Oh Snap!: Different cultures create different realities. Wether it is an Inuit hunter fashioning a shiv out of his frozen feces to kill food, or a tribe from NE Ecuador where  54% of their mortality rate is from spearing each other to death (but could track specific animals from the smell of their urine), or a culture where the children see their first sunrise at the age of 18, they see the world in very importantly different ways than our own culture.  I used to think that the increasing hegemony of cultures was actually a good thing… perhaps a side-effect of my own colonialist culture that actually celebrates Ethnocide as a form of developing civilization. I thought that the more we understand each other, or even become like each other, the less conflict there will be in the world. But wait, remember that ‘group think’ comment form earlier? You avoid this and increase the richness in the world by ensuring that cultures are not eradicated. This was the first time that I really understood the Canadian perspective of ‘multiculturalism’ vs. the American ‘melting pot’ concept.

A very tangible example of different cultural realities creating great contributions to the world is the work of Vilayanur S. Ramachandran. VS is a neurologist who devised a means to alleviate phantom limb pain and fix limbs previously ‘locked in’ (paralyzed) by pain. In the book The Brain That Changes Itself by Norman Doidge, he asserts that this cultural influence was key to Ramachandran’s discoveries:

In India, Ramachandran grew up in a world where many things that seem fantastic to Westerners were commonplace… the idea that living things change their forms was widely accepted; the power of the mind to influence the body was taken for granted, and illusion was seen as so fundamental a force that it was represented in the deity Maya, the goddess of illusion. He has transposed a sense of wonder from the streets of India to Western neurology, and his work inspires questions that mingle the two.

For me, the Davis/Disler double-whammy was the biggest Oh Shap! moment of TEDx Waterloo.

Madhur Anand on Restoration Ecology

This was a presentation that didn’t go clunk for me. I got the importance of Restoration Ecology, putting mined or logged environments back to their original state, not just ‘replanting’ or ‘filling in the hole’ but the link to poetry was lost.

Oh Snap!: I concluded that I have a really bad view of poetry.  As someone who loves how a few words can be very powerful in imparting a rich mental landscape, why do I dislike poetry so much? Did high school make me hate it? Perhaps I was just hung-over from The Davis/Disler Oh Snap!

Micheal Sacco on Horizontal Trade

For those of you who read my review on TEDx Ottawa or participated in the event, this talk reminded me a lot of Tracey Clarke’s talk about coffee. There was a common theme that treating coffee beans or cocoa purely as commodities removes a relationship with the growers and producers that actually is a net loss to consumers.

I spoke to Micheal after his talk, but his discussion continued to give me a crew cut as it went flying over my head. He gave me some great chocolate (thanks!) and I went on my way pondering the ‘so what’ of his message. Perhaps this ‘horizontal trade alternative to pure capitalism’ is something that has to be experienced to be understood. He kept reinforcing that the chocolate was just a symbol to remind us that other worlds were possible.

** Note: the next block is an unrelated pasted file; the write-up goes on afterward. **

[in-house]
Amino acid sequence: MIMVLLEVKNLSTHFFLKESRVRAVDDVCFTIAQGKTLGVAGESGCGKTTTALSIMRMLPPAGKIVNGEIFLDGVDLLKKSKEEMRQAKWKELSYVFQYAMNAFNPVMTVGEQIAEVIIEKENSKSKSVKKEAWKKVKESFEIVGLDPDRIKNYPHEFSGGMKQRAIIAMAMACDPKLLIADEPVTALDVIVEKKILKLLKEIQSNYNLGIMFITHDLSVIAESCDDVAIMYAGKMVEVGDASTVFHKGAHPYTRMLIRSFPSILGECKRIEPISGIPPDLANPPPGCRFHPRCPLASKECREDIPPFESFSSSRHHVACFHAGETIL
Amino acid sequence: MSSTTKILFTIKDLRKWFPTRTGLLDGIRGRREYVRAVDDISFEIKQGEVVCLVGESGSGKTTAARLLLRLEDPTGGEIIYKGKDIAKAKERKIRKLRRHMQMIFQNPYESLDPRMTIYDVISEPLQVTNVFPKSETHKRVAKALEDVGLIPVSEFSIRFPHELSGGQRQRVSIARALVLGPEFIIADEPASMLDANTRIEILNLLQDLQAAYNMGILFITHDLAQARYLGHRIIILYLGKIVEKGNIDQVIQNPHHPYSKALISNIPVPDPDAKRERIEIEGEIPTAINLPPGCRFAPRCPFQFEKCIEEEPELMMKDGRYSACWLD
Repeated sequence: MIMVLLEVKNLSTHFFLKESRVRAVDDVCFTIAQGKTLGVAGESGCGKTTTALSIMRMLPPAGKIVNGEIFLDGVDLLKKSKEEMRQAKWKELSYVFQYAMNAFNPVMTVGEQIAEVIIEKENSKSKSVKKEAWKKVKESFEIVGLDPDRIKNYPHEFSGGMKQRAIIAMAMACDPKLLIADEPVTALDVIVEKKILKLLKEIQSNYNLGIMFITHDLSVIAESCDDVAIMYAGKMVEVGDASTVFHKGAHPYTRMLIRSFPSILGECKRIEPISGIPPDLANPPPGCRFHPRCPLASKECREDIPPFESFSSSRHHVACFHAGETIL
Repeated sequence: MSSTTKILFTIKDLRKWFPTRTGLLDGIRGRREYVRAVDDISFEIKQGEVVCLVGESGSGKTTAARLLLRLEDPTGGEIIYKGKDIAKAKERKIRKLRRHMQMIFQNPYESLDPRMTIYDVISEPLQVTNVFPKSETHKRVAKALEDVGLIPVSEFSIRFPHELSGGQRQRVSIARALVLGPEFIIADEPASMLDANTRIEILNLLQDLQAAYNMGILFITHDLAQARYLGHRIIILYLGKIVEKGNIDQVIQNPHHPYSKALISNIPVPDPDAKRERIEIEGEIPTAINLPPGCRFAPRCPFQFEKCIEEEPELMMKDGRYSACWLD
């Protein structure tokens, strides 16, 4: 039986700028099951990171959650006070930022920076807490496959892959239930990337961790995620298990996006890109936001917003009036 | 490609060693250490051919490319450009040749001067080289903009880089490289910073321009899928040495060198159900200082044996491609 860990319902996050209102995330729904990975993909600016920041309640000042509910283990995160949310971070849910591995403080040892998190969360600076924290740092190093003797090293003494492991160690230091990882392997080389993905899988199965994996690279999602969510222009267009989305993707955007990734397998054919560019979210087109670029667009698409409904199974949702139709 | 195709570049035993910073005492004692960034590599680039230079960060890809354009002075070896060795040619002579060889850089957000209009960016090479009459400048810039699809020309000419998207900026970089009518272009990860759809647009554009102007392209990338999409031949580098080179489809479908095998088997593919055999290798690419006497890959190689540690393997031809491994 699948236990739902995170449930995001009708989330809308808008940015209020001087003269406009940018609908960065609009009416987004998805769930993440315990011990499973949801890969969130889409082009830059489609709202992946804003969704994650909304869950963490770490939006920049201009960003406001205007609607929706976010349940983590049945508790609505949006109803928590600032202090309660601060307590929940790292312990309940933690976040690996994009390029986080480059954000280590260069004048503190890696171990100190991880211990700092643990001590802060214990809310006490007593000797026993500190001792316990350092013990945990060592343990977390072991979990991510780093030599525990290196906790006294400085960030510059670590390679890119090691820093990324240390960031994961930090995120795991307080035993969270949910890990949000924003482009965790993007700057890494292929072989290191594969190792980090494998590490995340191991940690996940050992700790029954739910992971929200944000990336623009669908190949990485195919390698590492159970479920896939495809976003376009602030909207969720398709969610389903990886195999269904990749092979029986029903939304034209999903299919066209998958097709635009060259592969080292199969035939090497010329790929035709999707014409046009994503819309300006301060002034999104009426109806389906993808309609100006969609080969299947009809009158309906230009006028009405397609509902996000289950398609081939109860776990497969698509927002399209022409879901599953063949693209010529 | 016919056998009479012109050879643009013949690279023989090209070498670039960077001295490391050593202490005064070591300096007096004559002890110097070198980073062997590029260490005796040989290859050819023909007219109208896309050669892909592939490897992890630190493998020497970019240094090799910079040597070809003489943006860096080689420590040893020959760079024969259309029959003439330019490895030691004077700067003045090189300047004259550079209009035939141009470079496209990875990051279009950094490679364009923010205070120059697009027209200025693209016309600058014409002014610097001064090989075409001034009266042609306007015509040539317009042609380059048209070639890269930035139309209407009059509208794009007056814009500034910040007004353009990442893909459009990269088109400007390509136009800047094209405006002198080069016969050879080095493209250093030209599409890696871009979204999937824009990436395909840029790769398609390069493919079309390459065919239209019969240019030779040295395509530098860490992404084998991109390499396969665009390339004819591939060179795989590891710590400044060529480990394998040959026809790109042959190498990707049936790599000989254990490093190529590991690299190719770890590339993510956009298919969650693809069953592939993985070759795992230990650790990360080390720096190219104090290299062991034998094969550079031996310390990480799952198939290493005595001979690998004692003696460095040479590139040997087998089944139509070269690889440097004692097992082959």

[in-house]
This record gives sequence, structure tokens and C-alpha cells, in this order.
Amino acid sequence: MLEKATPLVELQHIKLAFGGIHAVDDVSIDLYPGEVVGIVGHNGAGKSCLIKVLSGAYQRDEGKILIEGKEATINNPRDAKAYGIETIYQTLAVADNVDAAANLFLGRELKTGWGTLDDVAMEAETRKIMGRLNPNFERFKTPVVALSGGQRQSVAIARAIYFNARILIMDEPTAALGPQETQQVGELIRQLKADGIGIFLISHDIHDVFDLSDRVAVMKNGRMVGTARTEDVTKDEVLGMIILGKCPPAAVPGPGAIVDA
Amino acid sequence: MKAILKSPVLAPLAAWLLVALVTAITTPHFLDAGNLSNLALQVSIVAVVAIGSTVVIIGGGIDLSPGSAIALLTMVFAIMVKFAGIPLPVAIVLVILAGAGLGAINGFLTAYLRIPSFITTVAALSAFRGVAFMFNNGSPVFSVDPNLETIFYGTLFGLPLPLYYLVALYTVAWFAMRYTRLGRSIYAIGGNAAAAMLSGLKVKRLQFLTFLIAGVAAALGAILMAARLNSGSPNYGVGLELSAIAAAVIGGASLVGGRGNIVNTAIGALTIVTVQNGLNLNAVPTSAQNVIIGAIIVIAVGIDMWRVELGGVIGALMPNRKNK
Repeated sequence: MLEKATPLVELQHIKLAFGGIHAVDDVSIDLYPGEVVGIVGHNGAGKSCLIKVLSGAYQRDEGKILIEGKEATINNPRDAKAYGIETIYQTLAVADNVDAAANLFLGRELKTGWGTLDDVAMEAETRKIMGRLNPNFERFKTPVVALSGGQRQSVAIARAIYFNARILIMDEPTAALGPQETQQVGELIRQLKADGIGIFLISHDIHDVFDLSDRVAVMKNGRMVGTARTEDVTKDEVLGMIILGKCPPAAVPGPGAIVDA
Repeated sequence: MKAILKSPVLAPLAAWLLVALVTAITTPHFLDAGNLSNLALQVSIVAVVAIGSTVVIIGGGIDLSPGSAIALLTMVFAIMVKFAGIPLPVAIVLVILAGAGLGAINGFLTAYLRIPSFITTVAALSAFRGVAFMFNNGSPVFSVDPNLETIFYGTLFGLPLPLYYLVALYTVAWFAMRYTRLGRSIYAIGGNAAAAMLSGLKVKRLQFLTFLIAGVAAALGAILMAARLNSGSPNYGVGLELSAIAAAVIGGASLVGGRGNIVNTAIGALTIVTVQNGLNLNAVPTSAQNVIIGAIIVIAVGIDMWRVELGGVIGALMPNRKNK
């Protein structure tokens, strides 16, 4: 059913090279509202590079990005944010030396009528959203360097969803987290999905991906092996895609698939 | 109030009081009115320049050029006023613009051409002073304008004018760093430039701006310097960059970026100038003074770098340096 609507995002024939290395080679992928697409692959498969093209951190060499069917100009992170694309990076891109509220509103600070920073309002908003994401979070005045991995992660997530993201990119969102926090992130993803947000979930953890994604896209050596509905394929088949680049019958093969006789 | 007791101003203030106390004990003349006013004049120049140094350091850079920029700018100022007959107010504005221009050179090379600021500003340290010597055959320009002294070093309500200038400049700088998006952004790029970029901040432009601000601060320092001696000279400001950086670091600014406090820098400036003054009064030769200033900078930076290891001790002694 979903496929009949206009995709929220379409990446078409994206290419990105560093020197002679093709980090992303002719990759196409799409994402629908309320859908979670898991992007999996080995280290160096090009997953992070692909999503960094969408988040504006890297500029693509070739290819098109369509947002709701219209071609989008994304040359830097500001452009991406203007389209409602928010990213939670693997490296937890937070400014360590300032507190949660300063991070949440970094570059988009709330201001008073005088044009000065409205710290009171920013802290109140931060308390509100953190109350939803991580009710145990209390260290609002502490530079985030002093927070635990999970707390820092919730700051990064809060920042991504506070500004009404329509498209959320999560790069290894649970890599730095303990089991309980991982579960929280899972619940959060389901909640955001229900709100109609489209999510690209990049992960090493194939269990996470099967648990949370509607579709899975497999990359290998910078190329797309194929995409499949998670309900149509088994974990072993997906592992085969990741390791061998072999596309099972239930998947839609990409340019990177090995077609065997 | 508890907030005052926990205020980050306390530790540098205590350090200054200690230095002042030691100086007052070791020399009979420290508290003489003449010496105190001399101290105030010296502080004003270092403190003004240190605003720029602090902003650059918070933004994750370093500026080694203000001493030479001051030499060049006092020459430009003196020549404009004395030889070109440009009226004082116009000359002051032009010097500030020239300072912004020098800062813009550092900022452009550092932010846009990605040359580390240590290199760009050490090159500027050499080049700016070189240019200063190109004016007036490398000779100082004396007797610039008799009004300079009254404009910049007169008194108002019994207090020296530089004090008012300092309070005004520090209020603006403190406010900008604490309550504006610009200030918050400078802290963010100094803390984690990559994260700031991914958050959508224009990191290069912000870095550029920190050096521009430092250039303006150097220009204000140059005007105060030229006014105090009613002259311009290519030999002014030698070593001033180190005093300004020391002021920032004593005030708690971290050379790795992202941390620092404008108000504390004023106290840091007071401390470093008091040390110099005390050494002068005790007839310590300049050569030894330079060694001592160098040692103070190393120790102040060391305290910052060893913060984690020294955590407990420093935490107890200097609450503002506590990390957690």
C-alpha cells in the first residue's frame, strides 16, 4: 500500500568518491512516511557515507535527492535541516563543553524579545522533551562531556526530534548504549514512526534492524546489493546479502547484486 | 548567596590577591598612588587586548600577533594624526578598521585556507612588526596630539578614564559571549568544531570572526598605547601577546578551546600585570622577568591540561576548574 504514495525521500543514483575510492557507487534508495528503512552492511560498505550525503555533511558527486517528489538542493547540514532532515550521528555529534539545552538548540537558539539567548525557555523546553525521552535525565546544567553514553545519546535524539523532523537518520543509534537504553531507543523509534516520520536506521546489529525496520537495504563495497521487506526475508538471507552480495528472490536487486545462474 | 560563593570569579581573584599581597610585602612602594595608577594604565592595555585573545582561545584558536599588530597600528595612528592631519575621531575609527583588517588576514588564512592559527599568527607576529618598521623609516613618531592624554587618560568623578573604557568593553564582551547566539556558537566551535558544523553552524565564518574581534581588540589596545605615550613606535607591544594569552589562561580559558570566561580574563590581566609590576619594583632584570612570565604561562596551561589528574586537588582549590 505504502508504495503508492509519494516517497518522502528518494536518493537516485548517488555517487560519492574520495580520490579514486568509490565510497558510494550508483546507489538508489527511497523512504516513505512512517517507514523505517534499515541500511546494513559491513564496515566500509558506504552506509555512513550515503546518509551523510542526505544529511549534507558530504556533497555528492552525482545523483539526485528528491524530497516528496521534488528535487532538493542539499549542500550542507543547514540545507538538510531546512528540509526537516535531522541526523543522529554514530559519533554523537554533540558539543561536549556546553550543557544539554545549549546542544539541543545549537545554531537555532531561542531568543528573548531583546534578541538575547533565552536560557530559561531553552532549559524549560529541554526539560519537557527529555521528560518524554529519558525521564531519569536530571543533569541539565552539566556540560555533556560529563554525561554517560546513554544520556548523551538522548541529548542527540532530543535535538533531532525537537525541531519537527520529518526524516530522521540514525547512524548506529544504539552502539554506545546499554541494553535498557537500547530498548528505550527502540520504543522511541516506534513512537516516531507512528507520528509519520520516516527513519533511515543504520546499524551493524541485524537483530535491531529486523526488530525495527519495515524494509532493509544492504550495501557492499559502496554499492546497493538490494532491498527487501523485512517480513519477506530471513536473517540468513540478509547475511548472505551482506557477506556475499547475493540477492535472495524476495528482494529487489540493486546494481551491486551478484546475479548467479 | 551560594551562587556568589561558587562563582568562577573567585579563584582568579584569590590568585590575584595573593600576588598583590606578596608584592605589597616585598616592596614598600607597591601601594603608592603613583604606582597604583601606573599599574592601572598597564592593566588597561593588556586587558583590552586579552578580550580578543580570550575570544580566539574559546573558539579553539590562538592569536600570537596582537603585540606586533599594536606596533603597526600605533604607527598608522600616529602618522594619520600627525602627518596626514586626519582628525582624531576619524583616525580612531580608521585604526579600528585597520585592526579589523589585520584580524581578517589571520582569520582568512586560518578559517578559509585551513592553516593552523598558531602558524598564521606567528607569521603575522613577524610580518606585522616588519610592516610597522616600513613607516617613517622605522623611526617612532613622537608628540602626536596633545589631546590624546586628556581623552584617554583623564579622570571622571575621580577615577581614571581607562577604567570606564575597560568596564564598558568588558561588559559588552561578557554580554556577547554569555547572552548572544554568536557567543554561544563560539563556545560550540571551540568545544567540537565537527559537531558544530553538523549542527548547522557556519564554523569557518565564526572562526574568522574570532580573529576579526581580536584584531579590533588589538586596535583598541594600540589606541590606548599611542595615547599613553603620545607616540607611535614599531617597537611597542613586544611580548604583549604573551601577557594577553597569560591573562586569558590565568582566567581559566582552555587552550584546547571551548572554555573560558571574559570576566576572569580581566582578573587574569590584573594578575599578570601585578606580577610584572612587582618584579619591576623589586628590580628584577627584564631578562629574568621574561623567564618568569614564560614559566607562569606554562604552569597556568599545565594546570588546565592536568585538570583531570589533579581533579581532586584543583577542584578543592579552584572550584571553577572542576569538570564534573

Oh Snap! Moment: It hasn’t happened yet, but this doesn’t mean it isn’t coming some time down the road.

<BREAK>

Darren Werschler on Imaginary Media

He did his talk on several types of ‘Imaginary Media’ and their impact on us:

  1. Untimely Media like the Babbage Difference Engine, that –while not completed until 153 years after its design(!)– still had a profound impact on our thinking and the emergence of computers.
  2. Conceptual Media that are not just prototypes, but indicative of major shifts in media (Lolz Schrödinger’s Catz?)
  3. Impossible Media that expresses our desire for ‘perfect’ communication like the Star Trek transporter.

Oh Snap!: It doesn’t have to actually work to get people’s imaginations going. The Babbage Difference Engine surprised me. I had always heard that Babbage was credited with the world’s first computer, but I had always assumed it actually worked! But then I started to remember how much science fiction was credited for actual inventions and even impact on media and culture. This reinforces Darren’s final point of his presentation: ‘ You must take the risk of trying.’

Matthew Childs on the 9 Life Lessons from Rock Climbing

Since you can go see the 9 life lessons by going to the TED.com website, I will focus on the Oh Snap! moment: Strength does not equal success (lesson #8) – Women often succeed where men fail because men too often focus on strength. Matthew gave the example of women rock climbers who are more consistent than their male counterparts because they have less ego tied to showing how strong they are; they find positions that leverage the natural strength of our legs. This collided with something else in my brain from a book I read called Born to Run where the author talked about how a much larger % of women complete the gruelling Leadville Ultra-marathon than men. Not sure what I am going to do with it, but an interesting observation.